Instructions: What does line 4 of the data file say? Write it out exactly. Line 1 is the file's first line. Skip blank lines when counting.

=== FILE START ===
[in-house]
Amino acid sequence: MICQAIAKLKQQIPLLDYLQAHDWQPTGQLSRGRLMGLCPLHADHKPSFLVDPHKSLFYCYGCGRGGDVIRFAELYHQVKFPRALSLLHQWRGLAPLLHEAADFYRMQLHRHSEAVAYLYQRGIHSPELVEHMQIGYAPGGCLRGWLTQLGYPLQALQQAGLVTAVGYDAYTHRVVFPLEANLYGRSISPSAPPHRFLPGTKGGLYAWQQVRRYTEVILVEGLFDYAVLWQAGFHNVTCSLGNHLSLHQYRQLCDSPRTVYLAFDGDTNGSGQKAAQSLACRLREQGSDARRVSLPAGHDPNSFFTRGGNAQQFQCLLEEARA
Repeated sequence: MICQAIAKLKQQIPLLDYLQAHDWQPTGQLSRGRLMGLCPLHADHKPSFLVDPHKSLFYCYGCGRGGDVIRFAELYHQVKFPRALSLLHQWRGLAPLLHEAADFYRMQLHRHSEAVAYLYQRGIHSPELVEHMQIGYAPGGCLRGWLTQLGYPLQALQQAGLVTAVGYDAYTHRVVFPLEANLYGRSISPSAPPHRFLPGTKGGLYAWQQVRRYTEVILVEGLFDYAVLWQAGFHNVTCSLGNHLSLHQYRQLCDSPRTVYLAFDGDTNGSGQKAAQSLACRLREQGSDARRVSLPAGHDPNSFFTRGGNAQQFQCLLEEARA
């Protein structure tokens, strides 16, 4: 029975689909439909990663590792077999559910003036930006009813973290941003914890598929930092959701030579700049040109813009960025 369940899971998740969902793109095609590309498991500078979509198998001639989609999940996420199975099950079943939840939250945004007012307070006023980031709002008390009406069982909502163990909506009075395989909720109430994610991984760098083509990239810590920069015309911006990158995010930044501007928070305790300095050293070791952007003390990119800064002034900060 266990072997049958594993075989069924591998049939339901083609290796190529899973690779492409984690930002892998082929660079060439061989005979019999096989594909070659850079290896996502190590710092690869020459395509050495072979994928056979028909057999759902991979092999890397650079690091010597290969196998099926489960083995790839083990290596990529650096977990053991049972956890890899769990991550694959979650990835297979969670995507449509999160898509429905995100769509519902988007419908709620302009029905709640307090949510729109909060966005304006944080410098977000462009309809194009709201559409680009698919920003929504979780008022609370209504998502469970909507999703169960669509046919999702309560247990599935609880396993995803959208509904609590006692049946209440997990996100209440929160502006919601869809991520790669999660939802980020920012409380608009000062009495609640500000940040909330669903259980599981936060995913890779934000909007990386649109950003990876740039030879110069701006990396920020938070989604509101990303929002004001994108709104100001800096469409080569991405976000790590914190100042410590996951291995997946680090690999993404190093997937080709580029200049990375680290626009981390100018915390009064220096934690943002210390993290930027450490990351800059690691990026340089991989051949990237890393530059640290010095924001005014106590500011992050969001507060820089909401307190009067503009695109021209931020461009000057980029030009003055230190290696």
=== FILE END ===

């Protein structure tokens, strides 16, 4: 029975689909439909990663590792077999559910003036930006009813973290941003914890598929930092959701030579700049040109813009960025 369940899971998740969902793109095609590309498991500078979509198998001639989609999940996420199975099950079943939840939250945004007012307070006023980031709002008390009406069982909502163990909506009075395989909720109430994610991984760098083509990239810590920069015309911006990158995010930044501007928070305790300095050293070791952007003390990119800064002034900060 266990072997049958594993075989069924591998049939339901083609290796190529899973690779492409984690930002892998082929660079060439061989005979019999096989594909070659850079290896996502190590710092690869020459395509050495072979994928056979028909057999759902991979092999890397650079690091010597290969196998099926489960083995790839083990290596990529650096977990053991049972956890890899769990991550694959979650990835297979969670995507449509999160898509429905995100769509519902988007419908709620302009029905709640307090949510729109909060966005304006944080410098977000462009309809194009709201559409680009698919920003929504979780008022609370209504998502469970909507999703169960669509046919999702309560247990599935609880396993995803959208509904609590006692049946209440997990996100209440929160502006919601869809991520790669999660939802980020920012409380608009000062009495609640500000940040909330669903259980599981936060995913890779934000909007990386649109950003990876740039030879110069701006990396920020938070989604509101990303929002004001994108709104100001800096469409080569991405976000790590914190100042410590996951291995997946680090690999993404190093997937080709580029200049990375680290626009981390100018915390009064220096934690943002210390993290930027450490990351800059690691990026340089991989051949990237890393530059640290010095924001005014106590500011992050969001507060820089909401307190009067503009695109021209931020461009000057980029030009003055230190290696």